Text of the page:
But in spite of those similarities, I really believe Broadway hasn't seen anything like this show, and it likely won't, since, apparently, the taste for such big mega musicals isn't current. The image of her assassin's body hanging from a noose both opens and closes the show. There's also an extraordinary moment when the complicated stage technology raises the entire cast up in the air and folds into a 'v' shape before sinking into the deck. It is a powerful moment. It would be considered mere spectacle if Callahan hadn't so ingeniously integrated body and stage movements.
The cast is international. Brits, Americans, Dutch, Flemish, German, Austrian, maybe a few others. It's extraordinary to see how these actors come from all walks of life, have huge fans, and yet are not recognized by our more mainstream community in the US. Especially when everyone here seems so aware of ours.
In the 80s and 90s, when musical theatre began to find footing in Germany and Austria, many casts were filled with Americans (look at the decade-long run of the Hamburg Phantom of the Opera, which at one point featured Shuler Hensley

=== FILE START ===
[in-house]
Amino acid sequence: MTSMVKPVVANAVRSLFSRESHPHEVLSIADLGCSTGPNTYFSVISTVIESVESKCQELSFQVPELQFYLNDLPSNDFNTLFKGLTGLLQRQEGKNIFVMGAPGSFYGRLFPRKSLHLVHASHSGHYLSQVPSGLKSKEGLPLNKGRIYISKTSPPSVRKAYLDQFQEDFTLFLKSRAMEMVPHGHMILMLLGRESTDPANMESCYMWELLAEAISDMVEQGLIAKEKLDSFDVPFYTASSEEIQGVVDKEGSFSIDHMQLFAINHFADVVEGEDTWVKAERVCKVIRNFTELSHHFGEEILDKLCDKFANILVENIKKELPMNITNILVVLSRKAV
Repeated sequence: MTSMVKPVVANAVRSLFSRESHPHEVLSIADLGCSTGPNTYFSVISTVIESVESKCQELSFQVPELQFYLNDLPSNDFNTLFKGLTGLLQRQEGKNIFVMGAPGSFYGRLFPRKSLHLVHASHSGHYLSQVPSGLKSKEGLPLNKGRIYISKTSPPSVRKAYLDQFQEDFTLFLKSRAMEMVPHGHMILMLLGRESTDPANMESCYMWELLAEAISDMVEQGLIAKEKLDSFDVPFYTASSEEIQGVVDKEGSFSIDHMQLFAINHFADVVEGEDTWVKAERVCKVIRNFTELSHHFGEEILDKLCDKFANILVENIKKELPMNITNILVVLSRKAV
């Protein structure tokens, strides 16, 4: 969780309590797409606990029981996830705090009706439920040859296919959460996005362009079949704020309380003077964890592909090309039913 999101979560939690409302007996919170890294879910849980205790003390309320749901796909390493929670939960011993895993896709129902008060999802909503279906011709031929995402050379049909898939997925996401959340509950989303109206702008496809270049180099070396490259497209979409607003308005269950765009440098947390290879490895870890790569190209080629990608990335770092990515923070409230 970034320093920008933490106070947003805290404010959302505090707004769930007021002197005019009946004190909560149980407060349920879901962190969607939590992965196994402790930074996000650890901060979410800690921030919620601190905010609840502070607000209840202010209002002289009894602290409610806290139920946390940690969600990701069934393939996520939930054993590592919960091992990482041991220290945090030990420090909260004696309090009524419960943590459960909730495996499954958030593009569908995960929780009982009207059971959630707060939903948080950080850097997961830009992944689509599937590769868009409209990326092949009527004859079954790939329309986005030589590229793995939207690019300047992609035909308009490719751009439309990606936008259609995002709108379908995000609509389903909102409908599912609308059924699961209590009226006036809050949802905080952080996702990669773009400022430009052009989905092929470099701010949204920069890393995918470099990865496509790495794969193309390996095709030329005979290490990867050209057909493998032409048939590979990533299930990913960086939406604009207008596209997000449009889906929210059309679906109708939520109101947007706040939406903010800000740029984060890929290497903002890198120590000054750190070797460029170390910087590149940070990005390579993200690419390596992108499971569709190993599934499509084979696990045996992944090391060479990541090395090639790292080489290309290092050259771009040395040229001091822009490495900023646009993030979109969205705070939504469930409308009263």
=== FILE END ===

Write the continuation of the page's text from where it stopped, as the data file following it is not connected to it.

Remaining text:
). Nowadays, they have their own schools out here, like Joop van dan Ende's in Hamburg and Fontys.
Musical theatre is popular and important to a lot of people out here. But it goes without saying that it's not THE thing, and one doesn't think of it and Vienna as one. However, there is no denying that Elisabeth is 'Broadway' standard in terms of technology, money, size... But there's no Broadway-like destination, rather one would consider Vienna and Stuttgart and Hamburg to each have 2-5 large theatres for sit downs (which run between 2-10+ years). Collectively, they are the 'Broadway' destinations of the German-language world.
My writing colleague, Rory Six, went on for the male lead, Tod (Death) on Tuesday night. He is from Belgium, and it was such an amazing treat to see such a special artist I used to work with only on Skype performing in front of me with vocal prowess and sensational acting ability. And to see him in a show I've loved for a long time, from afar, was also sweet. Yes, I've been watching Elisabeth and other German-language musical bootlegs on YouTube since the early teenage years. Not just the Wicked ones...